Source: Youtube | Credit: Liarpoliticans2
Source: Youtube | Credit: Liarpoliticans2
“What would you do,” asks Bill Murray’s character in Groundhog Day, “if you were stuck in one place and every day was exactly the same, and nothing that you did mattered?”
That is just one of many questions that must be running through David Cameron’s head right about now. Few things in life are certain but one thing you can bet the house on is that the manic fixation that Conservative MP’s have with Europe will, at some point, lead the party to tear itself to shreds.
Take John Major. During the dying days of his premiership, the terminal division over Europe drained the last glimmers of life out of a government that was already on life support.
It led Tony Blair to ask at the dispatch box: “Is it not extraordinary that the Prime Minister of our country can’t even urge his own party to support his position? …. His weakness and his failure of leadership are the reasons his government is the incompetent mess it is.”
He famously summed Major’s position up with one devastating line: “weak, weak, weak!”
‘Farcical,’ ‘a complete shambles’ and ‘a comedy of errors from start to finish.’ That’s just a taste of the autopsy report on last week’s elections to appoint Police and Crime Commissioners.
Turnout ranged from a dismal 11.6% in Staffordshire to a high of 19.5% in Northamptonshire. The number of people that voted (4.8 million) was only half the total number of reported crimes last year (9.1 million – including London). Despite spending £125 million, David Cameron and Theresa May have somehow managed to preside over the worst election result in British history.
The absurdity of this has naturally dominated the airwaves and blogosphere. Are the results legitimate and can the new PCCs claim a democratic mandate? Why did the government insist on forcing through plans that seem so at odds with the public mood? And why was the money not spent on saving some of the 16,000 police jobs currently being cut?
Following Parliament’s break-up for the summer recess, BBC Radio 4’s This Week in Westminster interviewed former Chancellor Lord Lawson to give the Conservative Party its end-of-year report card.
Lord Lawson added his name to the long list of figures calling for George Osborne to focus his attention on the Treasury and give up his role as chief Tory strategist. He also suggested that Cameron’s leadership style is one of the reasons behind the current uneasy relationship between the Conservative Parliamentary Party and its leader.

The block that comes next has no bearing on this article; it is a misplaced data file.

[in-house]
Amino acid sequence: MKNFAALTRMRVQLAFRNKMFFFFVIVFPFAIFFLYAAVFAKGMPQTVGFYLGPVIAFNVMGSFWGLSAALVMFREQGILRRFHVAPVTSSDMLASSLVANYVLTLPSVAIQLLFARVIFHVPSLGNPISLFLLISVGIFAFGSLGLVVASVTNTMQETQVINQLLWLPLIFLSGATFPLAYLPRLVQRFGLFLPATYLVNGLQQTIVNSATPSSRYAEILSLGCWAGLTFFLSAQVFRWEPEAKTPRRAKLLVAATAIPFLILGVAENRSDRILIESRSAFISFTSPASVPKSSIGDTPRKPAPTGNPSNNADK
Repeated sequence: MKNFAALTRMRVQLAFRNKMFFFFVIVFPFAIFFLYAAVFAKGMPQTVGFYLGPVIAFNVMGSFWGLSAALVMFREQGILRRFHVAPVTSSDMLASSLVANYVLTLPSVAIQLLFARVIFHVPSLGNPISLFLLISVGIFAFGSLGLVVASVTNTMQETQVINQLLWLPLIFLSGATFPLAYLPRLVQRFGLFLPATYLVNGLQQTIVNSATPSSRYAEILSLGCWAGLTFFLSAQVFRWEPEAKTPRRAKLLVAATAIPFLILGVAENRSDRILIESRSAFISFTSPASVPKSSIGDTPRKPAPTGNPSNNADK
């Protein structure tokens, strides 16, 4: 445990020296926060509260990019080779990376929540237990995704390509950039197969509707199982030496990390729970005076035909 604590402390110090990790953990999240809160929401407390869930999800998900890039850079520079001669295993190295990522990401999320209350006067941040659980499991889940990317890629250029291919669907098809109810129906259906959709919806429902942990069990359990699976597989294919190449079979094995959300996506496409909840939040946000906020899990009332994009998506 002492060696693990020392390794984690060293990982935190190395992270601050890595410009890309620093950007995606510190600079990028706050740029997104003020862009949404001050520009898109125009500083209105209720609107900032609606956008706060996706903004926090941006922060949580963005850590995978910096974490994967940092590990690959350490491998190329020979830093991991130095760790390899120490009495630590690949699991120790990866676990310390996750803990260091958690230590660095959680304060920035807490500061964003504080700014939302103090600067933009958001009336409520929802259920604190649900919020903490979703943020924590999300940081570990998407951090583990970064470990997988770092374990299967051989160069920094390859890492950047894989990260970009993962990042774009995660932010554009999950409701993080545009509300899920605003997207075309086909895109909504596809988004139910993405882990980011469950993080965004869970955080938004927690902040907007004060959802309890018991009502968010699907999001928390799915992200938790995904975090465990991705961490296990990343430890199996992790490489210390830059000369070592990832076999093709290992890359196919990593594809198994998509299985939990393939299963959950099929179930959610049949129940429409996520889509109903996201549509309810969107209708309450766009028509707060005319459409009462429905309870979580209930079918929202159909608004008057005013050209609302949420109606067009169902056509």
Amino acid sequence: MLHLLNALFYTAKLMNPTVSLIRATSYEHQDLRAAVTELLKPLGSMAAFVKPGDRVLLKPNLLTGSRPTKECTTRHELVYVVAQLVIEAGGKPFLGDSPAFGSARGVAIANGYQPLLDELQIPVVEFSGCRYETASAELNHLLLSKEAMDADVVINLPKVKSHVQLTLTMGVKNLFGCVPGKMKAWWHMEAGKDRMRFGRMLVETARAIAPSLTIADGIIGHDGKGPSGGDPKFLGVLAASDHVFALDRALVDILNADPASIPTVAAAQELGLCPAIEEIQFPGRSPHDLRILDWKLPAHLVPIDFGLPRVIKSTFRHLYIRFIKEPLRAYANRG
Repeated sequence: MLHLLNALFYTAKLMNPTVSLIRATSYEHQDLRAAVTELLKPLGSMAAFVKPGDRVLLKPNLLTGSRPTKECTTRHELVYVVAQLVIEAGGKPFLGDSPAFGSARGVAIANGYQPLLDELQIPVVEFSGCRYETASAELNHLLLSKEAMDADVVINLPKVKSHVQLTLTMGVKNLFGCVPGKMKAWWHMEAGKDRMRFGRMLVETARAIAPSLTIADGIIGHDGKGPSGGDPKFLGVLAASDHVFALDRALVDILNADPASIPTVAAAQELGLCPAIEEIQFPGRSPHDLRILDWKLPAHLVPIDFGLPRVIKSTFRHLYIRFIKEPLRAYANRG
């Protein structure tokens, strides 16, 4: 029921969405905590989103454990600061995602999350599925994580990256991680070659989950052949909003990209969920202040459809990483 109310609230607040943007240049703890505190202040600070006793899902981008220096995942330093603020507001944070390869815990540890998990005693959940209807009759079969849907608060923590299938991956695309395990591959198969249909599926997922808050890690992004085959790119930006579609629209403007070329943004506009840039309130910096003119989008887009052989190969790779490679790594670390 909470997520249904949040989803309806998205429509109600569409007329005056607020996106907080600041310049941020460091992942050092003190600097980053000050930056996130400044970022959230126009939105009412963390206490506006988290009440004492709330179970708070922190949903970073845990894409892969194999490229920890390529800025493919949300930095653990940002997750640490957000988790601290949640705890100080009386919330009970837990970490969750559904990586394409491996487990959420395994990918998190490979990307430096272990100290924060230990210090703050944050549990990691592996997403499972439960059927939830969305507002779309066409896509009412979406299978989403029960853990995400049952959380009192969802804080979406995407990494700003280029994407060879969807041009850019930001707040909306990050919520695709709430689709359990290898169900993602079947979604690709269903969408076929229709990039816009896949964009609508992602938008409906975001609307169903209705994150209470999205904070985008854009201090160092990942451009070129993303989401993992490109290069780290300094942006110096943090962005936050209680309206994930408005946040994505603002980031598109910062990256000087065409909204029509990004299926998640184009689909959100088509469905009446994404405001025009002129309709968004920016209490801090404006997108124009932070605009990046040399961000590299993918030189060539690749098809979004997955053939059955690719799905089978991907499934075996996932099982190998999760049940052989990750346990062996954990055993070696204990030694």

He remarked: “David Cameron has modelled himself very much on the Blair style (of long term premiership). I think that the Conservative backbenchers prefer the Thatcher style and I think that is an underlying reason for a certain tension.”
By sheer coincidence, the interview was aired on the eighteenth anniversary of Blair being elected leader of the Labour Party. Following the untimely death of the great John Smith, Blair became Leader of the Opposition on 21 July 1994.
Three general election victories later (and five years after he left Downing Street), Tony Blair’s influence continues to be felt across the political landscape. The current generation of politicians are defined, either favourably or unfavourably, against Blair.
It’ been a torrid couple of weeks for David Cameron. Ministerial incompetence combined with headline grabbing cock-up’s such as the Granny Tax, the Pasty Tax, a tax break for millionaires and the fuel crisis have produced an entirely self inflicted news cycle that refuses to die.
You have to feel for Armando Iannucci. Anything in the new series of The Thick of It will look positively tame in comparison.
The government has broken Westminster’s golden rule: they have done the hat-trick of getting the policy, the politics and the PR catastrophically wrong.
On 10 December 1948 the United Nations declared “all human beings are born free and equal in dignity and rights. They are endowed with reason and conscience and should act towards one another in a spirit of brotherhood.” Last week marked the 63rd anniversary of the Universal Declaration of Human Rights. Forged out of the ashes of the Second World War, the Declaration set out inalienable human rights based upon the pillars of justice, dignity and equality.
Article Four of the Declaration states “no one shall be held in slavery or servitude; slavery and the slave trade shall be prohibited in all their forms.” Despite this, human trafficking, the modern day version of the slave trade, is flourishing.
The United Nations estimates that 12 million people around the world are enslaved and at least 600,000 men, women and children are trafficked across international borders each year. Academics such as Kevin Bale claim that real number of people who are enslaved is likely to be closer to 30 million. This includes thousands of people in the United Kingdom.
As we enter November and leave British Summer Time behind, we reach the 21st anniversary of Margaret Thatcher’s resignation as prime minister. Despite the melodrama of more recent political events, it is hard to imagine what Westminster must have been like in the three weeks between Geoffrey Howe quitting the cabinet and Thatcher being forced from office. Or is it?
The issue of Britain’s place within Europe was dominating the political agenda. An unpopular prime minister had suffered a damaging rebellion from her own party. The Tories were trailing in the polls. The economy was inching towards a recession. And a high profile member of the cabinet had just resigned.
Far from being unique, this has an eerily familiar feel.